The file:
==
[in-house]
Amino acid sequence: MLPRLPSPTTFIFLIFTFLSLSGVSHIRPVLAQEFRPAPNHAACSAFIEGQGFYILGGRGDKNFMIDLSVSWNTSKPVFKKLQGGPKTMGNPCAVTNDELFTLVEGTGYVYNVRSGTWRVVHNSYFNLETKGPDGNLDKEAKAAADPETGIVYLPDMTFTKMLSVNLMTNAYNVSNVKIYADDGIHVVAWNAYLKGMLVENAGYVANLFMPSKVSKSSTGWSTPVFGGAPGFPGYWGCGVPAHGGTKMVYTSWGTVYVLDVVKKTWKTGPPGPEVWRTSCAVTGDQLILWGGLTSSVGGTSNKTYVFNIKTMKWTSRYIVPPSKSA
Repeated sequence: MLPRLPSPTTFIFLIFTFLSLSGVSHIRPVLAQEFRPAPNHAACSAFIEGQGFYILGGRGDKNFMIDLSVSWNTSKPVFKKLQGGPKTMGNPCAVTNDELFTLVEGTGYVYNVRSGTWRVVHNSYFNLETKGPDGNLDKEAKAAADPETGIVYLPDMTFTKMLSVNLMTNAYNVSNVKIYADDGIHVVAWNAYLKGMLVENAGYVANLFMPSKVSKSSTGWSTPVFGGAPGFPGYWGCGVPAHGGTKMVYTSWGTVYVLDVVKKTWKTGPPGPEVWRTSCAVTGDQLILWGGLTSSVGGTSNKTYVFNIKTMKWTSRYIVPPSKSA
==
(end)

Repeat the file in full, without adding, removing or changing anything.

[in-house]
Amino acid sequence: MLPRLPSPTTFIFLIFTFLSLSGVSHIRPVLAQEFRPAPNHAACSAFIEGQGFYILGGRGDKNFMIDLSVSWNTSKPVFKKLQGGPKTMGNPCAVTNDELFTLVEGTGYVYNVRSGTWRVVHNSYFNLETKGPDGNLDKEAKAAADPETGIVYLPDMTFTKMLSVNLMTNAYNVSNVKIYADDGIHVVAWNAYLKGMLVENAGYVANLFMPSKVSKSSTGWSTPVFGGAPGFPGYWGCGVPAHGGTKMVYTSWGTVYVLDVVKKTWKTGPPGPEVWRTSCAVTGDQLILWGGLTSSVGGTSNKTYVFNIKTMKWTSRYIVPPSKSA
Repeated sequence: MLPRLPSPTTFIFLIFTFLSLSGVSHIRPVLAQEFRPAPNHAACSAFIEGQGFYILGGRGDKNFMIDLSVSWNTSKPVFKKLQGGPKTMGNPCAVTNDELFTLVEGTGYVYNVRSGTWRVVHNSYFNLETKGPDGNLDKEAKAAADPETGIVYLPDMTFTKMLSVNLMTNAYNVSNVKIYADDGIHVVAWNAYLKGMLVENAGYVANLFMPSKVSKSSTGWSTPVFGGAPGFPGYWGCGVPAHGGTKMVYTSWGTVYVLDVVKKTWKTGPPGPEVWRTSCAVTGDQLILWGGLTSSVGGTSNKTYVFNIKTMKWTSRYIVPPSKSA